Philadelphia's two largest newspapers to cut 37 jobs by March 31 during newsroom consolidations; newspaper owner Philadelphia Media Network to seek voluntary buyouts for 15 days before implementing layoffs

Kendall Sinclair

Kendall Sinclair

Feb 16, 2012 – Associated Press

NEW YORK , February 15, 2012 (press release) – The city's two largest newspapers will shed another 37 jobs by next month as they consolidate newsroom functions, the company that operates them announced Wednesday.

Economic conditions continue to force cuts at The Philadelphia Inquirer, Philadelphia Daily News and their website, Philadelphia Media Network spokesman Mark Block said. The cuts follow weeks of turmoil inside the iconic white skyscraper that houses both newspapers.

Former Gov. Ed Rendell leads a group of powerful newsmakers who want to buy the company and keep Publisher Greg Osberg. The newspaper employees' union complained that current management has censored stories about a potential rival bid.

And the hedge funds that have controlled the company since a 2010 bankruptcy auction won't say if they want out.

The local Newspaper Guild, the journalists' union, said in a statement Wednesday after meeting with company officials about the cuts: "The company's decision to decimate our already shrunken ranks is hard to comprehend given the ever-competitive 24/7 nature of today's media landscape."

The company will seek voluntary buyouts for 15 days, then implement layoffs if necessary, Block said.

The 37 jobs will be cut by March 31, the end of the first fiscal quarter. The work contract calls for a 45-day notice of any layoffs.

The broadsheet Inquirer and tabloid Daily News have been fiercely competitive for most of their long histories.

Over the past year, though, management has blurred that line in some departments. Photographers now handle assignments for both newspapers, and the same byline appears occasionally in both. That trend will now spread to the sports department and beyond, Block said.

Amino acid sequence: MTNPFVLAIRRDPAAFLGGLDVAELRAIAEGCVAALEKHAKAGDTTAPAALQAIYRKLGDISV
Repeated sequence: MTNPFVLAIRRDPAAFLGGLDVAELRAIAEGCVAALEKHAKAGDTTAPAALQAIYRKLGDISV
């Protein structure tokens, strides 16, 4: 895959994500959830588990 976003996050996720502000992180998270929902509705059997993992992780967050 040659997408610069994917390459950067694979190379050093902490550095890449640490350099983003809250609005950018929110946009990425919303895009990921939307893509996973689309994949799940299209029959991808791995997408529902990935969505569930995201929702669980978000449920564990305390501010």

"It doesn't pay to have three (photographers) at 9, 10 o'clock at night out at Citizens Bank Park when one person can provide enough photos to keep everyone happy," Block said.

Each newsroom will maintain separate editors and audiences, he said.

The company will move this summer to smaller space in a long-vacant department store, with help from several million dollars in redevelopment subsidies. The newspaper building has been sold to developer Bart Blatstein, one of two wealthy Philadelphians who want to challenge Rendell's group. But Blatstein and philanthropist Raymond Perelman say they've been excluded from the private sale.

That leaves Rendell's group the only known bidder. His backers include Philadelphia Flyers owner Ed Snider and New Jersey Democratic power broker and Cooper Hospital Chairman George Norcross.

According to Guild grievances, newsroom managers removed all or parts of stories two reporters had done on the rival bids.

The newsrooms have gone through repeated layoffs under a series of owners in the past decade, as have newsrooms across the country. Block said the company was "assessing the economy and the financial climate of the industry, just like every other media company."

The company cut 20 jobs last year, the union said. Block could not rule out more cuts down the line.

In the 1980s, the Inquirer had about 600 union-covered newsroom employees and the Daily News about 200, according to Bill Ross, executive director of the local union.

The numbers today are about 220 for the Inquirer, nearly 100 for the Daily News and about 50 for, he said. There are another 40 non-union newsroom jobs at the Inquirer and eight at the Daily News.

Block declined to discuss the company's earnings because it's privately held. He said the cuts have no connection to any potential sale.

"Regardless of any reported sale, or parties that have expressed interest in Philadelphia Media Network, the current ownership group, from Day 1, has always been committed to ... responsible budget management," he said.

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